The Low Bid Model – Time to Go?
Executive Summary. Although great in concept, the low bid model of construction proposal award is severely flawed. Here’s a quick evaluation of the two primary evaluation methods used by Owners in the award of construction projects. You evaluate which is best for you, and for the industry.
Construction procurement – one or the other. From an Owner’s standpoint, there are two primary methods of proposal evaluation from a Contractor: low bid wins and qualification-based.
Low bid wins. This model provides one set of Owner-generated documents (plans and specifications) and requires all bidders to provide a price on the project described in these documents. The award of the project goes to the offeror with the lowest price. In this model, it is a fact that all bidders used the
same documents to prepare their bids, and it is an assumption that on bid day the Owner is looking at apples-to-apples prices for the described work. This is a quick and easy evaluation – the lowest price wins.
The only real qualification, when used, is the inclusion of a bid bond in the proposal package (followed with final bonds at time of contract execution). Bonding is primarily a financial tool; it is primarily a quantitative measure of the Contractor’s bank account and ability to survive.
Qualification-based evaluation. This method of award requires the evaluation of many aspects of a Contractor’s historical performance:
• Financial condition – this may require anything from a letter from a bank, or a partial disclosure of financial reports from the Contractor’s CPA.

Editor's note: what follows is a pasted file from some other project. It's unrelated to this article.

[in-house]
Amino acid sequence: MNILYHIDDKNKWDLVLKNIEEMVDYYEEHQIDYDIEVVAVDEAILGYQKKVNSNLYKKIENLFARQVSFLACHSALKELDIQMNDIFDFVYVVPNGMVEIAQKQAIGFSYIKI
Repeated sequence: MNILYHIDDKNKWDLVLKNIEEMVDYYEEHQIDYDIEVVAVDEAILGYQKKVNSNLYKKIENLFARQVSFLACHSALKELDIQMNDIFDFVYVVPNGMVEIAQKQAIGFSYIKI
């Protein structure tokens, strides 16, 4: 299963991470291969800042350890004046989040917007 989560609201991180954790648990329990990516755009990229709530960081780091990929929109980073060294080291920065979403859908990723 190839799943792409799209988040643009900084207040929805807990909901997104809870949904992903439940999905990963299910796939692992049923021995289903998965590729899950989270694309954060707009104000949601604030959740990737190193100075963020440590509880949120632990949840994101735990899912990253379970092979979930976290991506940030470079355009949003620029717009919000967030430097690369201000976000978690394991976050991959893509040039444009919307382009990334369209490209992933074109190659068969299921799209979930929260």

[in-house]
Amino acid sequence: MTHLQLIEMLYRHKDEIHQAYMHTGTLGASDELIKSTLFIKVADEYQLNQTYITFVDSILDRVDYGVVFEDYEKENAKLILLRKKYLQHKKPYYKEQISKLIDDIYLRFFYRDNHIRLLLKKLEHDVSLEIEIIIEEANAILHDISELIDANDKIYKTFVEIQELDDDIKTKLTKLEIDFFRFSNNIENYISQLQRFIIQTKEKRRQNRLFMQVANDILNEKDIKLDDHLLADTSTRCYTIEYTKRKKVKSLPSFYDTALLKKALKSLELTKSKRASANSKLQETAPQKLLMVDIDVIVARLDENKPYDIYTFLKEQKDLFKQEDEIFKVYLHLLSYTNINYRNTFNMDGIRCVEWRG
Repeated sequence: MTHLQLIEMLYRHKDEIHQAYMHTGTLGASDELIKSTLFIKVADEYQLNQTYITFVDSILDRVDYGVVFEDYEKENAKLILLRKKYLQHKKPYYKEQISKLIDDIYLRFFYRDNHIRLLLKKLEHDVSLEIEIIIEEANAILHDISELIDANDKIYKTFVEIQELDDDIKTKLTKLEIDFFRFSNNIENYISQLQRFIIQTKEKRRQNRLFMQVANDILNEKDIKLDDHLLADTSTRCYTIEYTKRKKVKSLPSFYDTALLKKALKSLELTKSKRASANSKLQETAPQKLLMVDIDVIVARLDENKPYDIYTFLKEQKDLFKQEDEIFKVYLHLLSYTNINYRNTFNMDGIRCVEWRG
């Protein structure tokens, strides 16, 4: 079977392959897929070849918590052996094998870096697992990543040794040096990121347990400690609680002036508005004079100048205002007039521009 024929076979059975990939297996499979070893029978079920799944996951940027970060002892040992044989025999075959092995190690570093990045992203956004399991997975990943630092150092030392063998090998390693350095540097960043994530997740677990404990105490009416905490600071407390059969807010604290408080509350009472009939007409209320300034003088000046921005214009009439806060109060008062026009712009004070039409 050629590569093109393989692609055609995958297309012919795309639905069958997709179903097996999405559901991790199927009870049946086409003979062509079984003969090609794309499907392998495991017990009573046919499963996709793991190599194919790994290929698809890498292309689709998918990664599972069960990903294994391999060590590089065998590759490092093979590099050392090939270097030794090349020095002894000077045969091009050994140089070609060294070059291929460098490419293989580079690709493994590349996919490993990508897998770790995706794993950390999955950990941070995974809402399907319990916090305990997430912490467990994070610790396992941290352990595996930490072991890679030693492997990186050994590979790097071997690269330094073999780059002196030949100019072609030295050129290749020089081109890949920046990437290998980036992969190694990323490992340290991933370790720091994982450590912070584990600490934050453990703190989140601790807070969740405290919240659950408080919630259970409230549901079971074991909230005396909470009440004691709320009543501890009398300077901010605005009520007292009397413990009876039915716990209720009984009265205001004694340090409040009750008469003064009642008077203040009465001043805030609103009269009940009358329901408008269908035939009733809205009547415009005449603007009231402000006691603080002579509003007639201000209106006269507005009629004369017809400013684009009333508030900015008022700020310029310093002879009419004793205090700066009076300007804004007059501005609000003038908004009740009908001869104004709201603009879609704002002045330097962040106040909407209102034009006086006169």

• Project history – a certain number of projects within a certain number of years ago which compare favorably to this project in the way of contract size, scope of work, and geographical location.
• Management team – both the qualifications of the proposed staff as well as the confirmed availability of the staff for this project.
• Quality control methodology – the existence, or not, of an effective and proven quality control program.
• Timeliness of project completion – a proven history of timely completion of projects plus an absence of liquidated damages payments.
• Litigation history – some companies regularly file claims and change orders which lead to anything from mediation to the courtroom.
• Company age – a company’s age confirms that the people and existing controls have been in place, and proven effective, in the management of the work. Few owners want to be the “guinea pig” for a start-up company.
• Reputation – letters of recommendation from other project Owners serve an evaluating agency well in the true performance of a Contractor.
• Price – price is usually a factor in construction projects (usually not in professional services evaluations) and is weighed differently between Owners.
My story. The vast majority of my career as a contractor was low bid wins. As a contractor, to me it seemed like a great method for the main reason of expedience. There was a date for documents issuance, a date for rip and read (the time and day when the envelope containing the bid documents was ripped open and the price read aloud), and then the contract would follow days or weeks later. It was quick and simple. However, the gargantuan flaw in this is the Contractor’s desire to feed the machine thereby eating itself. A Contractor is his own worst enemy, he will cut out costs and make stupid, unrealistic assumptions during the estimating process which prove impossible come time of project execution. This lethal combination of desperateness to maintain cash flow, plus an ego the size of Dallas, drive many contractors to take work at or below cost. Frankly, this method is stupid.
Now having worked on the Owner’s side, I see the light. I see why it’s so important to have a cooperative, quality-based, and competent Contractor. Owners pretty much want their project completed on time with minimal change orders. When there are changes, Owners just want to be treated fairly.
To me, as having served as an Owner’s representative now, my preference is by far a qualifications-based approach. The only problem with this is the human element. With a qualitative evaluation, the grading of evaluation factors can be skewed and people (not agencies) find ways to get “their guy” into the pole position. And, all of us being human, sometimes it involves money. Like the kind that comes in a
brown paper bag.